The association between interindividual differences in the boundary parameter and the strength of activity in the striatum is consistent with at least two lines of previous research. First, it has been speculated that the basal ganglia are critical in speed–accuracy tradeoff (Bogacz & Gurney, 2007; Lo & Wang, 2006) by directly regulating the chain of neuronal responses leading to motor acts (Aron et al., 2003; Band & van Boxtel, 1999; Mink, 1996). For example, the striatum has been linked to the suppression of movements during antisaccade tasks (Raemaekers et al., 2002) as well as to initiating movements in monkeys (Lebedev & Nelson, 1999), therefore suggesting that the striatum is involved in both initiation and inhibition of motor responses. A second line of research has explored the neural correlates of speed–accuracy tradeoff by instructing participants to either respond as quickly as possible or as accurately as possible (Bogacz et al., 2010; Forstmann et al., 2008; Ivanoff et al., 2008; Van Veen et al., 2008). In terms of the diffusion model, such manipulations affect the boundary parameter of the decision process. When instructing participants to respond accurately, the boundaries are set wider. More information must thus be accumulated, assuming an unaltered drift rate, before a decision can be made, leading to more accurate and slower responses. In contrast, instructing participants to respond as fast as possible should lead to narrower boundaries. In accordance with our findings, Forstmann et al. (2008) report an association between the striatum and a caution parameter derived from a linear ballistic accumulator (LBA) model when comparing performance after speed and accuracy instruction. Likewise, Van Veen et al. (2008) report an association of basal ganglia activity with speed–accuracy tradeoff. But in both of these studies, higher activity in the striatum goes along with the speed compared to the accuracy instruction, whereas our results suggest enhanced striatal activity in relation to higher response caution. However, the activation reported by Forstmann et al. involved the caudate nucleus rather than the putamen (as in this study), whereas van Veen et al. report activity in both the caudate nucleus and the putamen. The present findings are, however, in line with findings of higher striatal activation during trials with a higher probability of response inhibition (Vink et al., 2005) when considering the boundary parameter as an indicator of cautious responding. In summary, the current evidence suggests that the striatum is involved in the regulation of response thresholds rather than, or at least in addition to, the initiation or suppression of responses. This is in line with a model of decision-making and response selection by Frank (2006) and Frank and Claus (2006) that conceptualizes the basal ganglia as a system that gates information flow from frontal cortex to the motor system. The circuit is assumed to facilitate or suppress action representations in frontal cortex. Two cell populations in the striatum are assumed to have opposing effects on the selection of an action. Activation in so-called “go” neurons facilitates the execution of an action considered, whereas activation in “no-go” neurons suppresses the competing responses, thereby constituting a gating mechanism in the striatum. Moreover, our findings are in line with the suggestion that failures in the fronto-striatal dopaminergic neural circuits underpin impulsive and compulsive acts (Fineberg et al., 2010).

As indicated by the absence of interactions between the observed associations (i.e., drift rate with the IPL and boundary separation with the striatum) and the factors Time point and Age, these associations show a fair amount of generalization over the adult lifespan and over different levels of task-specific expertise, despite the major effects these factors had on performance and the parameters of the diffusion model. Specifically, we observed higher drift rates and lower boundary parameters at posttest than at pretest, which replicates the findings of Dutilh, Vandekerckhove, Tuerlinckx, and Wagenmakers (2009, see also Ratcliff et al., 2006). Our data extend those previous findings by showing larger changes over time in these parameters for younger as compared to older adults. Consistent with the observed positive associations between individual differences in level of activity and level of the diffusion-model estimates, the corresponding associations between individual differences in changes also tended to go in the positive direction. In particular, the significant change–change correlation (post–pretest) between brain activity in the striatum and the boundary parameter suggests that the striatum may also play a role in practice-related changes in boundary separation. Our finding that older adults have considerably longer nondecision times compared to young adults, on the other hand, replicate previous studies (Ratcliff et al., 2001, 2006; Ratcliff, Thapar, Gomez, et al., 2004; Ratcliff, Thapar, & McKoon, 2004; Thapar, Ratcliff, & McKoon, 2003). Finally, brain activation during performance of these tasks displayed changes over time: We found a decrease in task-related areas (left IFG, left IFJ, bilateral insula, dACC, right fusiform gyrus) and an increase in the so-called default-mode areas (vmPFC, precuneus, right STG). This pattern of changes is likely to reflect more automatic (i.e., less effortful) and perceptual expertise-like performance of the tasks at posttest (Kelly & Garavan, 2005), but the mean level changes over time point are difficult to decisively interpret without an appropriate control group. We thus conclude that individual differences in striatal activity are related to criterion setting and that the rate of evidence accumulation for perceptual decisions of numerical and letter nature is related to stimuli-specific brain regions in the parietal lobe.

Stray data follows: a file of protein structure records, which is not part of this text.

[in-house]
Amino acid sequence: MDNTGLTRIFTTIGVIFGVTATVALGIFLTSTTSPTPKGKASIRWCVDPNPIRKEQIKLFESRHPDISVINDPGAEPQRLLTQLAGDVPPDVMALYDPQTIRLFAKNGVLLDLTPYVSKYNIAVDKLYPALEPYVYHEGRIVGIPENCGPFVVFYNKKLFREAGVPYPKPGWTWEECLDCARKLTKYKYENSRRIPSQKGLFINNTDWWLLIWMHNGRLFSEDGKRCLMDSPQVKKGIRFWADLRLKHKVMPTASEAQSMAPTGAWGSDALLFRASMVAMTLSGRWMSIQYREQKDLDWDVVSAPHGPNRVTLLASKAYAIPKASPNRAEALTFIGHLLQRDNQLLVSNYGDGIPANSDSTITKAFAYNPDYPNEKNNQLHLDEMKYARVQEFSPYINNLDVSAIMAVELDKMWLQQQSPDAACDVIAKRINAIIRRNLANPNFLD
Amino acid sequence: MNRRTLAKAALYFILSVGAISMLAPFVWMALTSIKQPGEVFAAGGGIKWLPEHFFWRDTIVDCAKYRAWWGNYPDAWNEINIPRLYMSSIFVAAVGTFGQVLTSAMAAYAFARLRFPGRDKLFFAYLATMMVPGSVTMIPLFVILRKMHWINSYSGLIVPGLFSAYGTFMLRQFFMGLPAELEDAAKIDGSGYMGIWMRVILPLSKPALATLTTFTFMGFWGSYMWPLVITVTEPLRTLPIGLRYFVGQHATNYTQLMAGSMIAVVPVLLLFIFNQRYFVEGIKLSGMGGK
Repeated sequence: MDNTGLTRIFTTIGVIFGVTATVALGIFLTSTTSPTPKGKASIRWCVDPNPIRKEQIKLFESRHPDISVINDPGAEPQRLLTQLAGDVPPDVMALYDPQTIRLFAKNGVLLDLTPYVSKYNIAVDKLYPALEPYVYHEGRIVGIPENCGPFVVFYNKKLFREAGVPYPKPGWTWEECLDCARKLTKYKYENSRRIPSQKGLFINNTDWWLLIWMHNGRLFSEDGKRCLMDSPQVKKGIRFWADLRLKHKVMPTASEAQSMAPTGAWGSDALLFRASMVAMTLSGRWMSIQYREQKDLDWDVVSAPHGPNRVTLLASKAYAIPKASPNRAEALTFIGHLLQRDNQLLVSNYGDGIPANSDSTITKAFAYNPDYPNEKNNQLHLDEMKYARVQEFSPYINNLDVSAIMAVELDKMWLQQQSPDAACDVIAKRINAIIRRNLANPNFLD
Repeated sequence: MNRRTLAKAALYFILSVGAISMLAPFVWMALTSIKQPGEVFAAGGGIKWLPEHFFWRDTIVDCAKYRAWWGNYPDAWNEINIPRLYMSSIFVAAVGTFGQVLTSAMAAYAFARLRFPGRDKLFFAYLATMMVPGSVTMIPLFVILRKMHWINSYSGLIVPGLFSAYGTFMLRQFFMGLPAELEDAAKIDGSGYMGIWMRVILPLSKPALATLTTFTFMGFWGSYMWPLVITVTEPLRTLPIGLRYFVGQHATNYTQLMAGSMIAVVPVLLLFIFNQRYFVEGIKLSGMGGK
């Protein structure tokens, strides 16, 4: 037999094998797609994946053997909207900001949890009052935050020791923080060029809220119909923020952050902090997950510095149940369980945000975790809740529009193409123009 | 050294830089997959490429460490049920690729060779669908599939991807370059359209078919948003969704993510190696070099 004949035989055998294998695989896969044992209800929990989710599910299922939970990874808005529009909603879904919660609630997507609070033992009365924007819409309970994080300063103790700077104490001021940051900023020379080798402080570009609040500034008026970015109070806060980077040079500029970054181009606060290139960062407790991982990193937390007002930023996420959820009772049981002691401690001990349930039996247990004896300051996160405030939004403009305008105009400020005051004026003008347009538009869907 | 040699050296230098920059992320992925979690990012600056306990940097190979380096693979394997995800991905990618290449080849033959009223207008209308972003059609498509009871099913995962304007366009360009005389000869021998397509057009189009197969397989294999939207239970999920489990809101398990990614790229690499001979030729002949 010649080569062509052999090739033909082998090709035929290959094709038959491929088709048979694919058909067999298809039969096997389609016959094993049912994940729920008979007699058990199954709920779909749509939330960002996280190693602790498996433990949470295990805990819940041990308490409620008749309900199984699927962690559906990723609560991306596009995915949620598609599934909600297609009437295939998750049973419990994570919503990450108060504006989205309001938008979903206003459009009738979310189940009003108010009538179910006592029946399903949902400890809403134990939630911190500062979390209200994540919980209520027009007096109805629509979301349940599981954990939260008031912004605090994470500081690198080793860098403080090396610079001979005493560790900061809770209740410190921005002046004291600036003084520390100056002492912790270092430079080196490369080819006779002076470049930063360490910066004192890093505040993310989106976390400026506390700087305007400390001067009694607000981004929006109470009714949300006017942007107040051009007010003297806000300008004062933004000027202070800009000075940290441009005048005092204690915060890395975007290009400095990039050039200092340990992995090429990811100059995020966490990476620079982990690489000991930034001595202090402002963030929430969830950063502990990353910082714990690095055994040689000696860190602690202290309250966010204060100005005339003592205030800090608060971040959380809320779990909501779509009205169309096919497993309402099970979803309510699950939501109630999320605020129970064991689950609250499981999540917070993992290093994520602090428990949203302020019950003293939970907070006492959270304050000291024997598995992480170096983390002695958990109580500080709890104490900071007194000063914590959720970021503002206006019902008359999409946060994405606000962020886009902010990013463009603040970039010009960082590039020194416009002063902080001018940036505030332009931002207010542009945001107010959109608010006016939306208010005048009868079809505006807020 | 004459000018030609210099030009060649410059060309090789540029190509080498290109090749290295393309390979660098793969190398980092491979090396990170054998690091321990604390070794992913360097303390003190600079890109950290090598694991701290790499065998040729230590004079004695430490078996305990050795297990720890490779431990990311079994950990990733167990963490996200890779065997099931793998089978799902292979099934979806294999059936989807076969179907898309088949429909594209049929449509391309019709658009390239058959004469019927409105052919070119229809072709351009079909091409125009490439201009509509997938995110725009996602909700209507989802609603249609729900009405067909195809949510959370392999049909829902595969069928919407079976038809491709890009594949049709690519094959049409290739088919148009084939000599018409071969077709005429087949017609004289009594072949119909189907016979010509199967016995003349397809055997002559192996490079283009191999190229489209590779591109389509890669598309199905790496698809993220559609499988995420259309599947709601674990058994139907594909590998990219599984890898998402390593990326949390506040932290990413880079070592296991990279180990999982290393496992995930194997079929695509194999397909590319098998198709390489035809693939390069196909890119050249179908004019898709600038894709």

Acknowledgments

Funded by the Max Planck Institute for Human Development, the Innovation Fund of the Max Planck Society, the Sofja Kovalevskaja Award (to M. L.) administered by the Alexander von Humboldt Foundation and donated by the German Federal Ministry for Education and Research (BMBF), Deutsche Forschungsgemeinschaft, and the BMBF. The work by the first author was supported by a post-doc grant of the Research Foundation-Flanders (FWO-Vlaanderen). We thank Colin Bauer, Annette Brose, Christian Chicherio, and all research assistants.

Reprint requests should be sent to Simone Kühn, Department of Experimental Psychology, University of Gent, Henri Dunantlaan 2, 9000 Gent, Belgium, or via e-mail: simone.kuhn@ugent.be or Martin Lövden, Department of Psychology, Lund University, Box 214, 22100 Lund, Sweden, or via e-mail: loevden@mpib-berlin.mpg.de.